There are other areas that I could compare CIRC and MCRC but these are the major ones. All of them would show that CIRC has done a lot more work than MCRC. While it may be possible to just sit down and start redistricting without a lot of preliminary work, I do not know enough about redistricting mapping to say one way or the other. But the amount of work that Colorado has been doing to prepare to start redistricting suggests otherwise.

Recently announced is the Legislative Redistricting Advisory Commission (LRAC) created by the leadership of the legislature. This is something that should have been announced back in April or even last September, not after Hogan has created his commission. They are starting out by repeating the same work the MCRC has already done, holding public hearings. Do they really believe they are going to hear public comment that is much different than MCRC has already heard? This seems to be more show than necessary work. They have not announced any guiding principles for redistricting. We do not know if they are going to put any more work into creating maps than MCRC has done so far. It would not be surprising if their maps end up a lot different than those created by MCRC.

At this time, I have no expectations the legislature will accept any part of the maps that MCRC creates. The Maryland Citizens Redistricting Commission should have included the legislature as a stakeholder at the table in an advisory role since they have the final say on what the maps will look like unlike other independent commissions around the United States. It might have avoided the creation of the LRAC.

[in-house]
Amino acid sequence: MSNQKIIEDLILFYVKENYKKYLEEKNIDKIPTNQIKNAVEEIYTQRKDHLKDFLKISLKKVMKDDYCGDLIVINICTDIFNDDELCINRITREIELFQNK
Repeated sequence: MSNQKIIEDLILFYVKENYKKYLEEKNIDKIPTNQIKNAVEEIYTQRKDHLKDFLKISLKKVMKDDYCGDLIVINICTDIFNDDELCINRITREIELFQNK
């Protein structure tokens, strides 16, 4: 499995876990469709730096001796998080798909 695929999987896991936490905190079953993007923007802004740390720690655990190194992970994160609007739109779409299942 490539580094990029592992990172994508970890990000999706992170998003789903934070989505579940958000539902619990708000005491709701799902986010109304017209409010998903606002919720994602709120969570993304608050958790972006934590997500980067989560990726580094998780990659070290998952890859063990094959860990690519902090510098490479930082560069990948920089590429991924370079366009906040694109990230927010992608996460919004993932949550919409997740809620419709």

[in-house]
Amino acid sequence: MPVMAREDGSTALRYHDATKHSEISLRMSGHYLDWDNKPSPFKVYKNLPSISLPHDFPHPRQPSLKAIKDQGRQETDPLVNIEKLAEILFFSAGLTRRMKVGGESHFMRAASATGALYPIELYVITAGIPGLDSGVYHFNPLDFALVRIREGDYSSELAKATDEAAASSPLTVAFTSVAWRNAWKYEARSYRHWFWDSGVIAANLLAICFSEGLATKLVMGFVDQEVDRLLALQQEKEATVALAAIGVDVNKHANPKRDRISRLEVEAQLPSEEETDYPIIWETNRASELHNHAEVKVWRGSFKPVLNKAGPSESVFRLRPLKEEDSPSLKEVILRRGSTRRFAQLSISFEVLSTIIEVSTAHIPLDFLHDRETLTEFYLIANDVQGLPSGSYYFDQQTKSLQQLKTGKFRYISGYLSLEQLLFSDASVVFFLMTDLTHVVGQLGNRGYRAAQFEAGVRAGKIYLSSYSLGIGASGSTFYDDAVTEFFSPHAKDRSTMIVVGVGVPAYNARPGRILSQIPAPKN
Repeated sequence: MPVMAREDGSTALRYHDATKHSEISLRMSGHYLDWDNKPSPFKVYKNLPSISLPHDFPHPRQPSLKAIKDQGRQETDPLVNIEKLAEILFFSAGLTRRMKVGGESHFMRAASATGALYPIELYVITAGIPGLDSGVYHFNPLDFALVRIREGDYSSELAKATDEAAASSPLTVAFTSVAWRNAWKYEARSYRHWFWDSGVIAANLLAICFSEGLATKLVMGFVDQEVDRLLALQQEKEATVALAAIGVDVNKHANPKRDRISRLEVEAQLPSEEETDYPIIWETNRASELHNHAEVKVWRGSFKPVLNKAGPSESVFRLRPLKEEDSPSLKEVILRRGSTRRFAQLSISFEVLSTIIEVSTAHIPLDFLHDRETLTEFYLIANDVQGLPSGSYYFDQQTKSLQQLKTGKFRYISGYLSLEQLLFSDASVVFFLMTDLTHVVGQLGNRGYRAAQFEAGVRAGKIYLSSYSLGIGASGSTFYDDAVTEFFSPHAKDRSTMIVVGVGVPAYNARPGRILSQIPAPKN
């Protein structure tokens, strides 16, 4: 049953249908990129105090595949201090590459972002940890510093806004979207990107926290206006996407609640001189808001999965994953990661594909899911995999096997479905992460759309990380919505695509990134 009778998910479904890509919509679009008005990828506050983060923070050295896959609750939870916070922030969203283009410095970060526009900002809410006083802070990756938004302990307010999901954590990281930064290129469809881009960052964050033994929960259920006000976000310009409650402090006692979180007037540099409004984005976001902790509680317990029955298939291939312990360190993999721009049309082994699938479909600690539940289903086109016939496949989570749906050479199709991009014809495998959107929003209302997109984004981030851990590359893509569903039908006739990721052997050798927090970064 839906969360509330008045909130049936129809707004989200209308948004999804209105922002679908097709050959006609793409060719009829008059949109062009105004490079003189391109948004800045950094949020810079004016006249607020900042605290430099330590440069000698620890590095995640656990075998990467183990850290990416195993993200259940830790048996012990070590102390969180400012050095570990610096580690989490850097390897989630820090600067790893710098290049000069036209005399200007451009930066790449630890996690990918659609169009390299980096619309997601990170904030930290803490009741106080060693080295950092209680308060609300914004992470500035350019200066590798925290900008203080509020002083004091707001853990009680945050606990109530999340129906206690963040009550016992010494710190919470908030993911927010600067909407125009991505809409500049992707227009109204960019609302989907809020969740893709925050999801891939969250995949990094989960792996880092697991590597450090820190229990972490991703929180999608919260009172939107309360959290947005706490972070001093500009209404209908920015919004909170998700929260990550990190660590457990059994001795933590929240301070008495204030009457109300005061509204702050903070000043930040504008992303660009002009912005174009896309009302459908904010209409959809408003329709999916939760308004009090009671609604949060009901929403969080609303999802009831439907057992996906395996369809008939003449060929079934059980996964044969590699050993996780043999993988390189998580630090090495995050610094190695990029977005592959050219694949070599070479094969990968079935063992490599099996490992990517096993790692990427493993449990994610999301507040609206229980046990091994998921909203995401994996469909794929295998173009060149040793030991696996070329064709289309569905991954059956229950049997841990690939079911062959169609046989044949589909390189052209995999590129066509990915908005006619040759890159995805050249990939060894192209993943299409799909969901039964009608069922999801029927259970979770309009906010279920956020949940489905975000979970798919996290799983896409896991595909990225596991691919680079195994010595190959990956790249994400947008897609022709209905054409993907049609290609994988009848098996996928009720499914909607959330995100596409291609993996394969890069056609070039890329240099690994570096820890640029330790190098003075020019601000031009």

In conclusion, neither the MRCR nor the LRAC seem to want invest the time and effort needed to learn how to redistrict maps as Colorado and Michigan have done.  At a minimum, they could at least spend time studying the work both have done to create fair maps that is available online.

So what do you think — is Maryland ready for redistricting?

— EDWARD L.R. JOHNSON

The writer is the co-leader of the Maryland Legislative Coalition, a partnership of 30,000 members and grass-roots groups focused on state government.